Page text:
ANTONIO: [Speaks in Spanish] TRANSLATOR: The rebels came in and started to tell the coca growers that they shouldn't depend on coca. That they also had to grow enough food to live on.

LAWRENCE: While the rebels publicly advocate alternative development and environmentalism, they finance their insurgency with the help of coca production. They tax coca paste about $15 per kilo. At the same time, they limit the number of acres a peasant can grow, and forbid the disposal of waste chemicals in watersheds. They also sometimes shoot at the crop dusting planes as they fly by.

MAN: I thought we were using cotter pins.

(Clanking signs)

MAN 2: Yeah, cotter pins is what we're using.

LAWRENCE: The American advisors, technicians, and pilots who work at the base are even more at risk, as the guerillas have declared them a military target. In the last year right-wing death squads have arrived, working with the tolerance of the Colombian Army. They have also gotten in on the coca act, taxing the precursor chemicals which pass through San Jose.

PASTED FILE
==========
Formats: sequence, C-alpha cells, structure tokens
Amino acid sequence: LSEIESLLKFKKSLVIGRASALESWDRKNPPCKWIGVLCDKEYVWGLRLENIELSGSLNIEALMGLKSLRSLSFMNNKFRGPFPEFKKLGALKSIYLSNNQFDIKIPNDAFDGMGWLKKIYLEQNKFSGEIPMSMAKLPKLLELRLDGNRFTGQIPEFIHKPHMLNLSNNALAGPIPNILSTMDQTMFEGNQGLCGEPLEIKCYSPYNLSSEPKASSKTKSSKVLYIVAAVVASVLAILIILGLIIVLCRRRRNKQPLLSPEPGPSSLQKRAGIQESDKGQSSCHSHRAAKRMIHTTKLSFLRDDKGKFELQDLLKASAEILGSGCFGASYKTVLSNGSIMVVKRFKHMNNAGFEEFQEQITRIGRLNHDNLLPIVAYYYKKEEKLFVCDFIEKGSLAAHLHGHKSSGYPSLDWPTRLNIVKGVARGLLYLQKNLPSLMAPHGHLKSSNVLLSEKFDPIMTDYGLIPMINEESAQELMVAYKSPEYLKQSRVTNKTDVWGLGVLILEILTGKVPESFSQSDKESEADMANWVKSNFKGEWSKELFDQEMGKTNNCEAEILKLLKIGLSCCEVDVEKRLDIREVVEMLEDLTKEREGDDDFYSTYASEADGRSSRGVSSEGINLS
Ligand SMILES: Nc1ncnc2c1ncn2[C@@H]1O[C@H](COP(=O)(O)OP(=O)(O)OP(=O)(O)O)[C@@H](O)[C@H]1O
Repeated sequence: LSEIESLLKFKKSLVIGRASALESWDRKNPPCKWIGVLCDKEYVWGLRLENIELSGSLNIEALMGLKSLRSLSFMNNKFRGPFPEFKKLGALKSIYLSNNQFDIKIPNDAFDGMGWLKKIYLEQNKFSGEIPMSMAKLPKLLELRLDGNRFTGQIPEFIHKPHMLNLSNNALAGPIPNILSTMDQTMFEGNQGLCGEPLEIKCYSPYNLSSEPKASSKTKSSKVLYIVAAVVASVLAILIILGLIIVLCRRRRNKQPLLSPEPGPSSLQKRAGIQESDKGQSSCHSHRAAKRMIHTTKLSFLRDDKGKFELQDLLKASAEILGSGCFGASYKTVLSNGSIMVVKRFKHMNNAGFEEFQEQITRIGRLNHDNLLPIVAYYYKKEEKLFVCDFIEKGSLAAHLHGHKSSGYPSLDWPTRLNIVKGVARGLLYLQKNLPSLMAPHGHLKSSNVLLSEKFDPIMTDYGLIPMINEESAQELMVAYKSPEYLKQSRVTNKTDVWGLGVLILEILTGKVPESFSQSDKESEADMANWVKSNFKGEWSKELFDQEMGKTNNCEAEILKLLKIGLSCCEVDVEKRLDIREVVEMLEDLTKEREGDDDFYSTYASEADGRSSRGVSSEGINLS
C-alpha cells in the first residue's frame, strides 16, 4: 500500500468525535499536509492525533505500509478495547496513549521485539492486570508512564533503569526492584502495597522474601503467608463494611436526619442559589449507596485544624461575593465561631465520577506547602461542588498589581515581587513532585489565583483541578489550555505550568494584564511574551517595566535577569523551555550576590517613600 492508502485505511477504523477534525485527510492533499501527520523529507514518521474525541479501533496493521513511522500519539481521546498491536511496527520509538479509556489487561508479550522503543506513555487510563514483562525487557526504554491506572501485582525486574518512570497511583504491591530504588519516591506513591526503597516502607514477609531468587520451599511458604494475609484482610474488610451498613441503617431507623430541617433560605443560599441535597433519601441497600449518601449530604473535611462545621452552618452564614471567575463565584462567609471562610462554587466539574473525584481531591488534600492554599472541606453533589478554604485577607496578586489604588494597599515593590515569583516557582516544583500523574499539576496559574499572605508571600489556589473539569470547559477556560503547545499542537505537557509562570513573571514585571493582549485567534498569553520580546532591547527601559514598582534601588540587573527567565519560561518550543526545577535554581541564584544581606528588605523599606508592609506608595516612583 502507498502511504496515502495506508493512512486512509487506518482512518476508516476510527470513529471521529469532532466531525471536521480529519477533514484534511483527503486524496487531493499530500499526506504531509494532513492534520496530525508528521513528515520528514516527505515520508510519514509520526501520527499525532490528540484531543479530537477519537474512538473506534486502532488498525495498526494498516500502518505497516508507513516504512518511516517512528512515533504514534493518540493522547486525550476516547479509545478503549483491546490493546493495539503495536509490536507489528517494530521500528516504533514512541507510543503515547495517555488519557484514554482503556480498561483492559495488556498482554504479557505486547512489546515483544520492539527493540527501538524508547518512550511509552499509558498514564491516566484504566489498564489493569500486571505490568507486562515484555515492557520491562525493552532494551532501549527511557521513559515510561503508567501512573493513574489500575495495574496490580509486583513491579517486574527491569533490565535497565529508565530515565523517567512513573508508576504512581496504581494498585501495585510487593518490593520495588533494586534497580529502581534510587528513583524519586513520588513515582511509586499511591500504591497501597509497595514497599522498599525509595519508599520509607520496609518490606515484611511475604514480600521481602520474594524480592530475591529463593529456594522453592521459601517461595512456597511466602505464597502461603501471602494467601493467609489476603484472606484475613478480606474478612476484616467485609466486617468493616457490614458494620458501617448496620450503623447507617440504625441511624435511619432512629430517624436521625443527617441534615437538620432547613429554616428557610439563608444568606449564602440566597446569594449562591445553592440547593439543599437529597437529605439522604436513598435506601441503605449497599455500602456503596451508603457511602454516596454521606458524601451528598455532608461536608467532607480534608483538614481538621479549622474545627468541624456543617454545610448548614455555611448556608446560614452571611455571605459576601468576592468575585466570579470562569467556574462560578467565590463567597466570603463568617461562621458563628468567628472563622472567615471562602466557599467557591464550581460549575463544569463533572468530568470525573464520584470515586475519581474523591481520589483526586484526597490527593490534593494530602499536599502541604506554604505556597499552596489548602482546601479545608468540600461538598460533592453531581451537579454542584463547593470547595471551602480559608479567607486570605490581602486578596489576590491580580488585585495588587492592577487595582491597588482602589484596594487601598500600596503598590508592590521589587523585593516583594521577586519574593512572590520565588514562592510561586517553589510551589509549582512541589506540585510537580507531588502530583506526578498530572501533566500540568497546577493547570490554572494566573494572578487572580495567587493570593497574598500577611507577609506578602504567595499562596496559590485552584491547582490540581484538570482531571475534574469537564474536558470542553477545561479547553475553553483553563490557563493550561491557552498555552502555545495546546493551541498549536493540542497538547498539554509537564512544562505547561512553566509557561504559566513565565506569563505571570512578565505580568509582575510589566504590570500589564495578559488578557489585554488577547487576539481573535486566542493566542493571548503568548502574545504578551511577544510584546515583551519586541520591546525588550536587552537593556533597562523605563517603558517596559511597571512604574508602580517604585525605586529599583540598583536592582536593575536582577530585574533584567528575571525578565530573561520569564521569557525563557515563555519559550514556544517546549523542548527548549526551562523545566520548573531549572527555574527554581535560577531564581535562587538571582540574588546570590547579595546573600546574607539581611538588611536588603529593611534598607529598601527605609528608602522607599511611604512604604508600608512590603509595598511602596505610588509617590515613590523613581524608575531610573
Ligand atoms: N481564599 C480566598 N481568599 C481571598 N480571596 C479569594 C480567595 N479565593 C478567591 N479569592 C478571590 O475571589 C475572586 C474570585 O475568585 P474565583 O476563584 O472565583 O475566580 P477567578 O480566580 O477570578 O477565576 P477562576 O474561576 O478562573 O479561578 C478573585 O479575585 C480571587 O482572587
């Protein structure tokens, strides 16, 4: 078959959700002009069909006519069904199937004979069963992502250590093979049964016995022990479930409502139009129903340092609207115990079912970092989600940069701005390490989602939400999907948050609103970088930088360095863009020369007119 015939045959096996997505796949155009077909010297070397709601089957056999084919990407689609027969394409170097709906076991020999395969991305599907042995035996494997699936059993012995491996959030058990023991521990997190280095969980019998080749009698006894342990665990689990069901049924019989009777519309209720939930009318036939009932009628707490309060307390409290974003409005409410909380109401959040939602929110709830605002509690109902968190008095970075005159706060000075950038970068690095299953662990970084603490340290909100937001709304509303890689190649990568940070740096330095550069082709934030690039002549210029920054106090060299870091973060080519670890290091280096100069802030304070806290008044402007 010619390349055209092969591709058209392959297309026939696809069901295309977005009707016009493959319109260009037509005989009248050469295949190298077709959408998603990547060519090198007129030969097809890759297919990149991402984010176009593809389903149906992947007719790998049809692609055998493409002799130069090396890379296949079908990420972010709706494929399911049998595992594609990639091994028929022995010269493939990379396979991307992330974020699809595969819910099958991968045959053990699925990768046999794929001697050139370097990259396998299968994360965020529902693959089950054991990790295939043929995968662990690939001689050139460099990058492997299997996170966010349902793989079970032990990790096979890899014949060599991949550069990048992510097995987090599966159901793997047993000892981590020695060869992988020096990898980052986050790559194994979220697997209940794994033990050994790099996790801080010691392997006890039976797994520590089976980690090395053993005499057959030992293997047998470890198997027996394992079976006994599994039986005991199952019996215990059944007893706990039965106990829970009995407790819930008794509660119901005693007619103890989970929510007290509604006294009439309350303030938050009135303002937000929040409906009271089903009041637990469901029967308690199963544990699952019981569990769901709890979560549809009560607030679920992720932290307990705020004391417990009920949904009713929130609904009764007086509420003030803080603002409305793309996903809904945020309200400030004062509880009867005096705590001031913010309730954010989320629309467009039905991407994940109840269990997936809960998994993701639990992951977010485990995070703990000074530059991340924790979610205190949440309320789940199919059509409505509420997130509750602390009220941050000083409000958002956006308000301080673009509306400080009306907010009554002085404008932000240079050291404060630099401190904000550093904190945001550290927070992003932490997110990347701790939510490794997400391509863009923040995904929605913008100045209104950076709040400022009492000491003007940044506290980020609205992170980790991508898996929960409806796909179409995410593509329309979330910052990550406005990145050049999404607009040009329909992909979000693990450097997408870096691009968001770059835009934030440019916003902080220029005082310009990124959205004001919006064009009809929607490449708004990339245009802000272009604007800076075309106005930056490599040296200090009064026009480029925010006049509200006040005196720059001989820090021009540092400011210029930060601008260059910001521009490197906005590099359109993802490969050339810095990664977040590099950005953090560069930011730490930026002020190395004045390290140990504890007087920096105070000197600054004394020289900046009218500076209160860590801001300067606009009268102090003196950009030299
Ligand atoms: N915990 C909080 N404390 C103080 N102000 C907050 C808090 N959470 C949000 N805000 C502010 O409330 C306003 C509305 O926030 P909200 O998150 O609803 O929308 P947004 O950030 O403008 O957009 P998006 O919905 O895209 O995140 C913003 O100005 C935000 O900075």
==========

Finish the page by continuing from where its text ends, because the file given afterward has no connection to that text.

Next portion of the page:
ANTONIO: [Speaks in Spanish]

LAWRENCE: Antonio says that despite the taxes from all the armed groups, the violence of the drug trade, and the risk of losing their crops, peasants in Colombia continue to grow coca because they have no alternative.

ANTONIO: [Speaks in Spanish] TRANSLATOR: Many people have left for the urban center of the country, but by the end of 6 or 8 months they come back to the jungle. Despite the crossfire, they say it's better to be in Miraflores, where at least we can earn enough for food.